Addendum: I am perturbed by anyone who chooses to slate my abilities as a teacher due to my choice of language, I want to teach students to be good programmers with strong transferable skills and this seems to be proven in their future career choices/options/abilities. If you are a teacher making this comment you are slating a colleague who, like you is trying his best for his students. As I’ve read some of the comments, yes I could of expanded on my feelings for why Python lacks Complex constructs. I am Aware of how Python is a very popular and powerful language and what it can do. I have met students who are studying Python at A-Level and they are not taught the basics of programming, Python (IMHO) allows you to dive in quickly however can teach you some really bad techniques from the start, but again this can be down to the teacher(not knocking into any teachers here). This is MY humble opinion and this was a letter to a PARENT. I was not trying to diminish anyone who programs in Python, I am not going to write in a letter to a parent a full essay-style justification(unless I had 4 more hours in my day!). As with any language there are strengths and weaknesses to all of them and there will be always people who agree with both sides, I was simply quantifying a question I am asked regularly. I have approved all comments so people can see the conversation, however I stand by my choice and although (as stated) I will look into C++ and C# for older students that I teach.
Since i’ve started teaching, i’ve always been open to sharing my resources and/or knowledge. This is mainly because when you first start teaching you suddenly realise that to create everything from scratch will do one of a few things to you:
- remove sleep from your life
- burn you out
- turn you mental forever thinking of new ideas
I’ve been teaching 5/6 years now and i think that most of the resources that i may have “borrowed” from other teachers have metamorphasised into my own ideas, they’ve evolved beyond what they first were. This is mainly because this is how i believe you become a better teacher, not just re-using the same stuff year on year, but picking at least one unit each year and trying to re-develop resources to make them more relevant/exciting/interesting.
And in ICT I think this is more-so important as our subject never stops.
I’ve openly shared my resources online via this site, TES, Twitter, Youtube and more recently CAS. but now I’m questioning how I’m sharing. I mean it’s nice to have the recognition for your work and that’s why all my stuff is on Creative Commons license, but I’m wondering if the financial reward could be something i could look into?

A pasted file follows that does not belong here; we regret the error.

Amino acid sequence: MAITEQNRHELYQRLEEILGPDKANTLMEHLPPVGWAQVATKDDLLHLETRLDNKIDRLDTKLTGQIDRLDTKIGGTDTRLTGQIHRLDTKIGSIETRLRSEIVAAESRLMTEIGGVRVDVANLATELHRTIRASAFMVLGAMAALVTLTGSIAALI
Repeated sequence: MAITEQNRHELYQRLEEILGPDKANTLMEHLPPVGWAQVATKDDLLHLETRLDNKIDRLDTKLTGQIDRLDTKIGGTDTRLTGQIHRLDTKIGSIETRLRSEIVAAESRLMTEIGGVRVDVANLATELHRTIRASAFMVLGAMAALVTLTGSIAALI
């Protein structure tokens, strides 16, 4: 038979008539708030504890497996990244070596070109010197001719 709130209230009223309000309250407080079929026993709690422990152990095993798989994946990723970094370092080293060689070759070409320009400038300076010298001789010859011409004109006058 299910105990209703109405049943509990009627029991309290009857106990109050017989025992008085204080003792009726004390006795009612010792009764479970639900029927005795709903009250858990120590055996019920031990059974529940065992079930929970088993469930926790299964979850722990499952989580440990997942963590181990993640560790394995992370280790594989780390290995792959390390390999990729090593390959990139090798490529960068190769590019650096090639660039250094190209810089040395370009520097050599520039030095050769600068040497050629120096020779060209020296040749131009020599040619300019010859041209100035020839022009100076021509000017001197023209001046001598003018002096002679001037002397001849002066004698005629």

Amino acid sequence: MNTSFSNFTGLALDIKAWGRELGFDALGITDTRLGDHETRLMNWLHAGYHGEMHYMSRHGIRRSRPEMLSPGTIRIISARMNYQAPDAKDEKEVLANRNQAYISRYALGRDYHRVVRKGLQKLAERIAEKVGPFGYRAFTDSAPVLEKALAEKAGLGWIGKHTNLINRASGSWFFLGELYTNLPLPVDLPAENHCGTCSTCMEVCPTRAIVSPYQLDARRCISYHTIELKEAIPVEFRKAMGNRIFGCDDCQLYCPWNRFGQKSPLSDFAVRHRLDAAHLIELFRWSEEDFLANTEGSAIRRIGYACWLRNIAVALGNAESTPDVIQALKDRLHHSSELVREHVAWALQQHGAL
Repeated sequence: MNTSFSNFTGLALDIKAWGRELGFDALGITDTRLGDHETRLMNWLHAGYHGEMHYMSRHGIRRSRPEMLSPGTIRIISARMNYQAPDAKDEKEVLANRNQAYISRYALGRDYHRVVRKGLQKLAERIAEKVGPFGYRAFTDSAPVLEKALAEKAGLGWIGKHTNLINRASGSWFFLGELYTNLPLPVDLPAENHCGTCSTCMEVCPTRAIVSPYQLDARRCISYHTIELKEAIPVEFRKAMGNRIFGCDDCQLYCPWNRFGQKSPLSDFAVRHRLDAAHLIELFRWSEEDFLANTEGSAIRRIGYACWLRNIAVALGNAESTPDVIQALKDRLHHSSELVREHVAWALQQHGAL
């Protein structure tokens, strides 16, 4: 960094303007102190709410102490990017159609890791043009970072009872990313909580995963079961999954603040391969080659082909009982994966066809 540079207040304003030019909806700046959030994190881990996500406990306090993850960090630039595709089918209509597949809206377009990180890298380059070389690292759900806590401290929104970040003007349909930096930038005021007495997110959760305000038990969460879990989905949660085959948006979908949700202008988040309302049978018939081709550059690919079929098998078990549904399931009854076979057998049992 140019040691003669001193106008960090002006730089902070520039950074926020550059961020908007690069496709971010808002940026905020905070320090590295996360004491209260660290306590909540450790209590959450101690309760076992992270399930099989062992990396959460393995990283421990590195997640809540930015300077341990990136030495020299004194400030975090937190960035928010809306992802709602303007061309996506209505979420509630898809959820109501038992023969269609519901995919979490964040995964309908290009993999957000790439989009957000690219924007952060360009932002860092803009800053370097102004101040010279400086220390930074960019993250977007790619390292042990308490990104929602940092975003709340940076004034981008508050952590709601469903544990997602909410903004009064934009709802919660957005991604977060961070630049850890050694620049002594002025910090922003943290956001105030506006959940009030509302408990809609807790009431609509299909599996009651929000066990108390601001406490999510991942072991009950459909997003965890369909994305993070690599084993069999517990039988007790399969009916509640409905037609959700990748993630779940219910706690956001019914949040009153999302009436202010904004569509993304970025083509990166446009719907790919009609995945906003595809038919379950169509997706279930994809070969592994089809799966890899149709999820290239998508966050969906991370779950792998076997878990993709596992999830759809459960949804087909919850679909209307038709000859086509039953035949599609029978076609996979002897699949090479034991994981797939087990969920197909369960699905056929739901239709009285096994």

This started because TES sent me an email recently asking if i would like to monetise my resources so only people for their “Prime” service can access. I can see where this is going and I’m not sure whether I agree with it or not? one of my TES resources has 16000 views and a lot of downloads, i’ve been in schools where i’ve exclaimed “that’s mine” much to the shock of the teacher!
This has a couple of issues:
- Will anyone want a resource when TES charges for it?
- Will i get clobbered for copyright, is any idea truly original?
- Things like youtube videos, should i monetise something that helps my students learn?
I’d love to know people’s thoughts on this as I know that some teachers release their materials for free and others charge a fee for some of their larger pieces (e.g. workbooks).
I don’t know if I would have survived if someone hadn’t shared their original resources, but i also think with the monetisation of the internet, why shouldn’t i cash in?
So at the moment I’m looking at the new computing curriculum and currently I’m bricking it a little. All this change, how is it going to affect me? How is the course going to change? what will this mean for the students?
I’ve been teaching Computing for 4/5 years now and I have to say that I love it. I think the work is challenging and the flexibility in the curriculum allows me to change and develop how I teach every year. At the moment I have an A-Level that includes all the course materials and more. I also don’t just teach 1 programming language I teach 4 including: HTML, PHP and Greenfoot.
So looking at the OCR specification I started feeling trepidation, it has all the things I currently teach, but maybe I’m not covering it enough. This has taken about 4 hours of my day up today, what to do?
I’ve now resolved. I don’t want to teach to a specification (Although, obviously I will teach so the students can pass), but in a world of increasingly challenging numbers in sixth form and greater competition I resolve the following:
- To teach the course to the best of my ability
- To continue to look for greater opportunities beyond a standard computing course
- To work harder to make my course something special for the students I teach
I just hope I can find the time to fit all the new ideas I want for the course into a new and exciting curriculum. what are you going to do with a new curriculum and open evening in September? I’d love to know your thoughts in the comments.